The first of these interfaces are 3-D representations translated to a 2-D display. A good example of this type of interface is Project Looking Glass, from Sun Microsystems Inc., in Santa Clara, Calif. [see photo, " Through the Looking Glass"]. It permits multiple documents to be viewed simultaneously, but instead of placing them as if they are standing straight up on the screen, as is typical in most interfaces today, Project Looking Glass tips the documents back, as if they are lying on a slanted drawing table. As a result, many more documents are visible at the same time than is possible in a traditional presentation. Project Looking Glass's display has perspective: documents toward the bottom of the screen are considered foreground and are larger; the user can push documents back, making them appear farther away and smaller but still visible. Documents can be "turned over," and the user can add notes on the back. This interface has been placed under an open-source license by Sun, and a development community is now gathering around it.
True 3-D interfaces are still very expensive, but they do exist. One example is the Perspecta Spatial 3D System, from Actuality Systems Inc., in Bedford, Mass. The system includes a 51-centimeter dome, which displays full-color and full-motion images that occupy a volume in space. This means the user can look at a 3-D image in 3-D space without special glasses and can interact naturally with the image in real time.
People who use special applications for medical research, radiation oncology, and petroleum exploration are the only ones who currently benefit from such true 3-D interfaces, but these devices may eventually migrate for use by ordinary computer users. Ravin Balakrishnan, a professor of computer science at the University of Toronto, is working on appropriate interfaces for such a world, perhaps based on the mapping of users' hand gestures and their interaction with virtual 3-D volumes.
In the future, user interfaces may go beyond the visual to the tactile. SensAble Technologies Inc., in Woburn, Mass., offers a device that looks like a pen attached to a robotic arm. It allows users to touch and manipulate virtual objects with varying degrees of precision, suiting the application and the user's budget. The idea is for the user to experience the object exactly as if he or she were touching it in the physical world. Force feedback via the haptic interface allows the user to explore virtual objects as if they were physically present and being explored by actual touch. SensAble has research projects with a number of commercial and university laboratories.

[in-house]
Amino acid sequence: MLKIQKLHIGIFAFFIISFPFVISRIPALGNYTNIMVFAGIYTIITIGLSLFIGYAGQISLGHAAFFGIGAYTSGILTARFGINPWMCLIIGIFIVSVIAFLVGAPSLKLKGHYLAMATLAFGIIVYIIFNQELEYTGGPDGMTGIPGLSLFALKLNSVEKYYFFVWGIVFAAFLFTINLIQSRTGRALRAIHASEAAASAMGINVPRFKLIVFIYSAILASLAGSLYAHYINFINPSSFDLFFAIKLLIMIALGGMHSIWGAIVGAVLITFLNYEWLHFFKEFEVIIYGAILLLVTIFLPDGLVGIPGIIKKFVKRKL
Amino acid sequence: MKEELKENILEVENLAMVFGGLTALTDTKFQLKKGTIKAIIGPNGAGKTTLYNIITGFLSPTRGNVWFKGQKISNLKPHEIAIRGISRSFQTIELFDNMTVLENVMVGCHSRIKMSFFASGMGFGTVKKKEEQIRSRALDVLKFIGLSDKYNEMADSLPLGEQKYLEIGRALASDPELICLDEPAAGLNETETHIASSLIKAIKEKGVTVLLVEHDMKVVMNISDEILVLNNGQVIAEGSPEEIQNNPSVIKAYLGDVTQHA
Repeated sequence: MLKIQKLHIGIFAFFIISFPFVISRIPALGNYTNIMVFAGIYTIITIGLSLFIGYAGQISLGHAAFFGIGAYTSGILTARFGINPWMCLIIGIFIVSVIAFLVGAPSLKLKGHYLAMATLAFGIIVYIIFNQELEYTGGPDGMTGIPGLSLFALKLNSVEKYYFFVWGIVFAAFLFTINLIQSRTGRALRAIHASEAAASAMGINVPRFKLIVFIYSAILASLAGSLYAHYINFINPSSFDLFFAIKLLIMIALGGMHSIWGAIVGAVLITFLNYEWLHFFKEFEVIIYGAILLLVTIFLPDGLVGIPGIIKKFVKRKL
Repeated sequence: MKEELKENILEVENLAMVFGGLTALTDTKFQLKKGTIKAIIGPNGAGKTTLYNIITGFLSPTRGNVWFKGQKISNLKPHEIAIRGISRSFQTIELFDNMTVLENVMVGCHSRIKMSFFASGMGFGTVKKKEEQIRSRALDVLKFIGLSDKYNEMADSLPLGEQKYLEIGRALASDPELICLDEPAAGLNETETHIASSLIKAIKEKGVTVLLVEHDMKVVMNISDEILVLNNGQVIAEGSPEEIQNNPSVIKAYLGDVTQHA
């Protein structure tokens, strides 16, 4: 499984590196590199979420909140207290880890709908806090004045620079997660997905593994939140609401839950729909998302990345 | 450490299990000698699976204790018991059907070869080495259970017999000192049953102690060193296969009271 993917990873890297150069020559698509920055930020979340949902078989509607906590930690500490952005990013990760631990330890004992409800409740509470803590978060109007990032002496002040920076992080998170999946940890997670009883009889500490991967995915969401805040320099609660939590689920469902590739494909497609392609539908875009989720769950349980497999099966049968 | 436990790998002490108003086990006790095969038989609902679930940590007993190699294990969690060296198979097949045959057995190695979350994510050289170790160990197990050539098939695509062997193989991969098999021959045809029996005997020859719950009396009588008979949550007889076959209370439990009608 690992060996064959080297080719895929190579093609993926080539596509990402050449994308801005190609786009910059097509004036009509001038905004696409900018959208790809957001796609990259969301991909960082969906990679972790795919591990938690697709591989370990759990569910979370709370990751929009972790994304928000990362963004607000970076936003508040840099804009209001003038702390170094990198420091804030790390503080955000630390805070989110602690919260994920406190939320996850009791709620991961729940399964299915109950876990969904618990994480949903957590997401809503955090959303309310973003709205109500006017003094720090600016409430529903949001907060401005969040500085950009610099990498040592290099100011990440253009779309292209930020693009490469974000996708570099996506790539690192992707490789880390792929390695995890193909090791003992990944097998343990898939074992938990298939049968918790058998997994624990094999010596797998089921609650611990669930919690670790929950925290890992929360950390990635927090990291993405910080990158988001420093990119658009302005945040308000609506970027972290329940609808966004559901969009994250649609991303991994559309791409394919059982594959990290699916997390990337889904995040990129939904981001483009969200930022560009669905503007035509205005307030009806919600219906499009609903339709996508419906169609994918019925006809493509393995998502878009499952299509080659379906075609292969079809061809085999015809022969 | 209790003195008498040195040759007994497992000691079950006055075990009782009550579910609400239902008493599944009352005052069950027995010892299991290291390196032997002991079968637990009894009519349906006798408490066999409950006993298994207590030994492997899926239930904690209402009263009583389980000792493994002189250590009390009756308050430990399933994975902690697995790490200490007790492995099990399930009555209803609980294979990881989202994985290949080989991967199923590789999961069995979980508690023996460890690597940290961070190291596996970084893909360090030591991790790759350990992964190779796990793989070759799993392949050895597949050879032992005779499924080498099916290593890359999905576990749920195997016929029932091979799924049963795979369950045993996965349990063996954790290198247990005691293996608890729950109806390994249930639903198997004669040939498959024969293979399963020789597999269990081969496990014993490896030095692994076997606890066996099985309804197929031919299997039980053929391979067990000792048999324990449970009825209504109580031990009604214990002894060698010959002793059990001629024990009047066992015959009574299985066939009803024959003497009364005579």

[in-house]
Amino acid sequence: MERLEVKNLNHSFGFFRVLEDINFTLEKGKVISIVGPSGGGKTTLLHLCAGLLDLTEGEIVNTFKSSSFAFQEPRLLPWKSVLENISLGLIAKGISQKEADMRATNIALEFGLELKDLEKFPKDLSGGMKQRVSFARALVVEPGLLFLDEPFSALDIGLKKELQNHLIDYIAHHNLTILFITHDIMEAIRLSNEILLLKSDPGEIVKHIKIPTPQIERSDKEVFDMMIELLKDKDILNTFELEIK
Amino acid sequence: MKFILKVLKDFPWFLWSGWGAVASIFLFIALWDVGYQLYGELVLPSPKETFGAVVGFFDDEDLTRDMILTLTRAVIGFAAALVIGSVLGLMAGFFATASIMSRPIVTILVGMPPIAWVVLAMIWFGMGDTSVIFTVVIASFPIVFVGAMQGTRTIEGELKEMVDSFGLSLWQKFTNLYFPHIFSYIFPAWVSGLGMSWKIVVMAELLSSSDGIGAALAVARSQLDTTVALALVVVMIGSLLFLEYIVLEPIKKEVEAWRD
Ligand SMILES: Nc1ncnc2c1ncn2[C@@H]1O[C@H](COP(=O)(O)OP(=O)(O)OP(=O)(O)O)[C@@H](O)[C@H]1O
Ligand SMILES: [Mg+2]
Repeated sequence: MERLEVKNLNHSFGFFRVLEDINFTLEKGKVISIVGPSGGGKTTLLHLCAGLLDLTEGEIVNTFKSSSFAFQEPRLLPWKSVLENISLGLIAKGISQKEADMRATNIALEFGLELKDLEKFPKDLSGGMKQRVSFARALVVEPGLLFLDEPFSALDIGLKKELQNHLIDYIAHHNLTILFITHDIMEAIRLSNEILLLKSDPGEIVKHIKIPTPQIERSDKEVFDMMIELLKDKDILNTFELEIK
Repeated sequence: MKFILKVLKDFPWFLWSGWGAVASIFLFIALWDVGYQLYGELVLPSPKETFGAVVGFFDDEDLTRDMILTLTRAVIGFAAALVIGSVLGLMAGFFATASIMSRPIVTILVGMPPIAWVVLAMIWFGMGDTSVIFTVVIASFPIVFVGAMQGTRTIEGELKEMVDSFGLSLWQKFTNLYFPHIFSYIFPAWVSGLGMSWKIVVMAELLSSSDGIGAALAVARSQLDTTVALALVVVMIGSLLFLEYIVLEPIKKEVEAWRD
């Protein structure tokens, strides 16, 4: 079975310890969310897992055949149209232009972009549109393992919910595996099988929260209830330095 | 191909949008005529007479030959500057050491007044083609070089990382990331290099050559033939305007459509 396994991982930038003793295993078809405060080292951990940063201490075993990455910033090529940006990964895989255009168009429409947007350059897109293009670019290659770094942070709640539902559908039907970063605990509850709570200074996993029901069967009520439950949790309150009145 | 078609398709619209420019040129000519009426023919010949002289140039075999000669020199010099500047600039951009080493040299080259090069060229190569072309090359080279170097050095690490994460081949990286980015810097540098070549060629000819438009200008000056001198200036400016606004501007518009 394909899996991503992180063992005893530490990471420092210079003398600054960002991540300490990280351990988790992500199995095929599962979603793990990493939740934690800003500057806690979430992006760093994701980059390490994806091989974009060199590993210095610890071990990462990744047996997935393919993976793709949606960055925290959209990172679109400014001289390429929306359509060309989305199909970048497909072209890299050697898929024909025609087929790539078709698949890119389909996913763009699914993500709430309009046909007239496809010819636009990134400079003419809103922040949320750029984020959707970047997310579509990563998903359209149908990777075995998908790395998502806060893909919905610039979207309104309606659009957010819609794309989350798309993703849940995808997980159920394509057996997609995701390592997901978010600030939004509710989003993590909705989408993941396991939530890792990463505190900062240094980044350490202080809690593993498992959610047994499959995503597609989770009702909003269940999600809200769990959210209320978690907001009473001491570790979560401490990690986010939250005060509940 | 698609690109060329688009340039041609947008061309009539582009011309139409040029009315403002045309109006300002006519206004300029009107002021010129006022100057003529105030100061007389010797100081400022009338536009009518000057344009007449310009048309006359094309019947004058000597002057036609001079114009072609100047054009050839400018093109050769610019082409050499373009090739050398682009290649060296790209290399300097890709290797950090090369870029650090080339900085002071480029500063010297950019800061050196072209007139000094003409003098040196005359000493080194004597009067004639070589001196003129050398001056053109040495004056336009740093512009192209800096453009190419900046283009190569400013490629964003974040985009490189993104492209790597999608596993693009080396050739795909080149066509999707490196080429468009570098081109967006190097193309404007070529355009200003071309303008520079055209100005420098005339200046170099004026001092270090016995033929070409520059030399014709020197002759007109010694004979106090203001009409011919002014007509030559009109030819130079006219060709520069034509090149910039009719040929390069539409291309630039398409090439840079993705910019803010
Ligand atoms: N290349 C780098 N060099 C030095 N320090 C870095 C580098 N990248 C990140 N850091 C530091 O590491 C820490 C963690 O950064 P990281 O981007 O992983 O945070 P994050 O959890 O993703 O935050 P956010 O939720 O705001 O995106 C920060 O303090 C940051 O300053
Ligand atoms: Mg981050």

Although SensAble's interface is designed for high-end business users, haptic interfaces will quickly enter the consumer realm. In February, at Demo@15, an industry conference in Scottsdale, Ariz., Novint Technologies Inc., of Albuquerque, N.M., showed Falcon, a consumer haptic interface. Novint expects its interface to be used with games soon, at prices as low as US $99.
Such revolutionary new interfaces are steadily moving into users' hands. Some will catch on; most will fade away.
But none of the more exotic ideas discussed are mainstream yet: they are all experiments. The prize may go to the style of interface that gets adopted by a mainstream vendor, like Microsoft, Apple, or Google, and then proliferated to everyone's device. Or a tiny vendor that no one has ever heard of before may introduce an interface so seductive that no one can live without it. The evolution of the computer user interface is mainly still ahead of us.
About the Author
AMY D. WOHL has been analyzing, speaking, writing about, and consulting for the information industry for nearly 30 years. She is president of Wohl Associates, in Narberth, Pa., a consulting firm established in 1984. She is also editor and publisher of Amy D. Wohl's Opinions, a weekly electronic newsletter, and she maintains a weblog at http://amywohl.weblogger.com.
To Probe Further
For more information on the interfaces discussed, see Actuality at http://www.actuality-systems.com, Cloudmark at http://www.cloudmark.com, Evernote at http://www.evernote.com, Factiva at http://www.factiva.com, Groxis at http://www.groxis.com, IBM WebFountain at http://www.almaden.ibm.com/webfountain, Inxight at http://www.inxight.com, and Microsoft Windows Vista at http://www.microsoft.com/windowsvista.
Also, Project Looking Glass is at Sun, http://www.sun.com/software/looking_glass, and Xerox PARC is at http://www.parc.xerox.com.